Feb. 27, 2013
A new study by the Education Policy Center at the University of Alabama finds that enrollment at community colleges in Alabama, Arkansas, and Mississippi declined significantly in the fall of 2012 due to recent changes made to Pell eligibility. The report’s authors argue the eligibility changes caused thousands of students to lose Pell grants and they predict many more thousands will lose their Pell grant funding in the coming year. Using data from the U.S. Department of Education and survey results from financial aid administers at all 63 of Alabama’s, Arkansas’ and Mississippi’s community colleges, the report argues that students in these three states are particularly sensitive to changes in Pell eligibility criteria and that reductions in Pell aid as a result of such eligibility changes adversely affect students’ academic futures.
Among the report’s findings:
- It is estimated that two out of every three full-time students receive Pell grants in Alabama, Arkansas, and Mississippi, indicating their importance to higher education access for students in the Deep South.
- Declining community college enrollment, the authors argue, is a direct effect of the 2012 changes to Pell eligibility which included (1) reducing the maximum time a student is Pell-eligible from 18 total semesters of full-time enrollment to 12 total semesters; (2) lowering the income threshold for receiving an automatic zero expected family contribution from $32,000 to $23,000; and (3) restricting students without a high school diploma or GED from receiving a Pell grant.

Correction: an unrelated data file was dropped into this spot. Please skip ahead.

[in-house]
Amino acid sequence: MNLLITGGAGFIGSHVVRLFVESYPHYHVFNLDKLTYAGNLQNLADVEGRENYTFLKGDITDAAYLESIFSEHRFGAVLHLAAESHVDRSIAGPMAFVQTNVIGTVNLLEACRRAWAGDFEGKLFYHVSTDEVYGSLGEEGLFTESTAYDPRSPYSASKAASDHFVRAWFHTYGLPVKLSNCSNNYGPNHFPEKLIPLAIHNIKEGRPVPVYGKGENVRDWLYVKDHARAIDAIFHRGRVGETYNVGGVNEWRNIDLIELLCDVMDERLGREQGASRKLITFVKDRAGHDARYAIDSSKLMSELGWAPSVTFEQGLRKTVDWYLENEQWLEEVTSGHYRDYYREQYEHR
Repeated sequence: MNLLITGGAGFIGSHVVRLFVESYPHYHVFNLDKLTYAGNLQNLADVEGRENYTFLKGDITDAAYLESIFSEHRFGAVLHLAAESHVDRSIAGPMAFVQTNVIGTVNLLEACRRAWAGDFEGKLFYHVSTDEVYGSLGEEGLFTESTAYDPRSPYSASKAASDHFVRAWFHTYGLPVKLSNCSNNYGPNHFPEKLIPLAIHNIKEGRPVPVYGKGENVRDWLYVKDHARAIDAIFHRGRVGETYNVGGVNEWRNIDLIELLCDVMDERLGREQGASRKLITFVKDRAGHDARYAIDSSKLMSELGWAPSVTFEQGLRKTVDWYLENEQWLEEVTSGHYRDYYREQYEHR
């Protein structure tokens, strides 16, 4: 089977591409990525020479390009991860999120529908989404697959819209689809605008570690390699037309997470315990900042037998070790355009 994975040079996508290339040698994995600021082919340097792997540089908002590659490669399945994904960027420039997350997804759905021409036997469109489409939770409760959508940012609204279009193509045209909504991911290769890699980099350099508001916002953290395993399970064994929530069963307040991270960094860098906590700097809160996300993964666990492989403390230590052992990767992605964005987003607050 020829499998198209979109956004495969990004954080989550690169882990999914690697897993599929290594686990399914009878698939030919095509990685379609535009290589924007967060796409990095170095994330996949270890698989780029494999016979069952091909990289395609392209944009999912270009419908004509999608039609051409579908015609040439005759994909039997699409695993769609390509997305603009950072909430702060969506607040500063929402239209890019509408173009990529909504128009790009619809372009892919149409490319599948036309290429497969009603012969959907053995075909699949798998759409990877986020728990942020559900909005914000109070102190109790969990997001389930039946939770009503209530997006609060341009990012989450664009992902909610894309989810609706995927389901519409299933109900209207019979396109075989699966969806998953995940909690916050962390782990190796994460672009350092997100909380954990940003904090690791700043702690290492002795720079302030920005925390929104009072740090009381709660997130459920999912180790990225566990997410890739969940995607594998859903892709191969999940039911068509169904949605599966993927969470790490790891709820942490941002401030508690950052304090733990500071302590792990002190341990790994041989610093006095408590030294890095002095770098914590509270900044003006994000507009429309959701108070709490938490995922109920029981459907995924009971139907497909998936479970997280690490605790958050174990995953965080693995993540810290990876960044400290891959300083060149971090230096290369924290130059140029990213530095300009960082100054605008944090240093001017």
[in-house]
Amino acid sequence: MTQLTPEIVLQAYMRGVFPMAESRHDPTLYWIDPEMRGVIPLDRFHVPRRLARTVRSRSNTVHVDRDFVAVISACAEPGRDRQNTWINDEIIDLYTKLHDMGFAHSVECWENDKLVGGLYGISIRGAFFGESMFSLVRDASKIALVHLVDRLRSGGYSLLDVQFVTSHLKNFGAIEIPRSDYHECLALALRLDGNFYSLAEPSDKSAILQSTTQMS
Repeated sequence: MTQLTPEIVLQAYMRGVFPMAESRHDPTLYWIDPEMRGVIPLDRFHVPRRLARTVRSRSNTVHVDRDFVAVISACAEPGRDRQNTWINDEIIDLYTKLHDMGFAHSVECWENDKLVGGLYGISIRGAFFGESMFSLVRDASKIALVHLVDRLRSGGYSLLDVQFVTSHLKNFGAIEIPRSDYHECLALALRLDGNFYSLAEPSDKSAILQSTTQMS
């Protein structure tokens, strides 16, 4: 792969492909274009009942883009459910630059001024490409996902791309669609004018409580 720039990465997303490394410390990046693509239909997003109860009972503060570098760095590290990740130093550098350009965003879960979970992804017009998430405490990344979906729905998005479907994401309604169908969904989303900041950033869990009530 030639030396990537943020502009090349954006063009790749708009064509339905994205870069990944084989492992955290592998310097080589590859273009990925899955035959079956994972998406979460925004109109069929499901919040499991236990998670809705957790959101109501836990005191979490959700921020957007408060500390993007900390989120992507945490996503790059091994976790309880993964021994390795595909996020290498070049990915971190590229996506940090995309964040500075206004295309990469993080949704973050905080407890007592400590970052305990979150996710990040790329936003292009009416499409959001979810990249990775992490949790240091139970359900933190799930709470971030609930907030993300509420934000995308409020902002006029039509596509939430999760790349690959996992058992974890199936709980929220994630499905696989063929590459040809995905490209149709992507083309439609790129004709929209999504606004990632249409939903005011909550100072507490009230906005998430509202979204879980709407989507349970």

- These changes were enacted to address rapidly rising costs associated with the Pell program resulting from more generous eligibility criteria in prior federal higher education legislation and a substantial increase in the number of Pell applicants and recipients during the recession.
- Enrollment declined at more than 75% of two-year colleges in Alabama, Arkansas, and Mississippi in the fall of 2012.
- Over 5,000 students in these three states lost their Pell grants in the fall of 2012 and nearly 17,000 are estimated to lose their Pell grant in 2013.
- Before these changes in Pell eligibility, community colleges in the Deep South saw an across-the-board 6% rise in enrollment from 2008-2011 due an increase in the number of students who qualified for a Pell grant.
- Survey results from financial aid administrators at all 63 community colleges in the Deep South indicate:
- Most administrators favor lowering the maximum Pell award if it would mean fewer student eligibility restrictions and regulations on how it can be used.
- A large majority view the now-defunct year-round Pell grant program as an effective tool to increase student completion at their institutions.
- Overall, administrators of financial aid would like to see a phased-in implementation of the new time limits for Pell eligibility to mitigate the negative impact on students.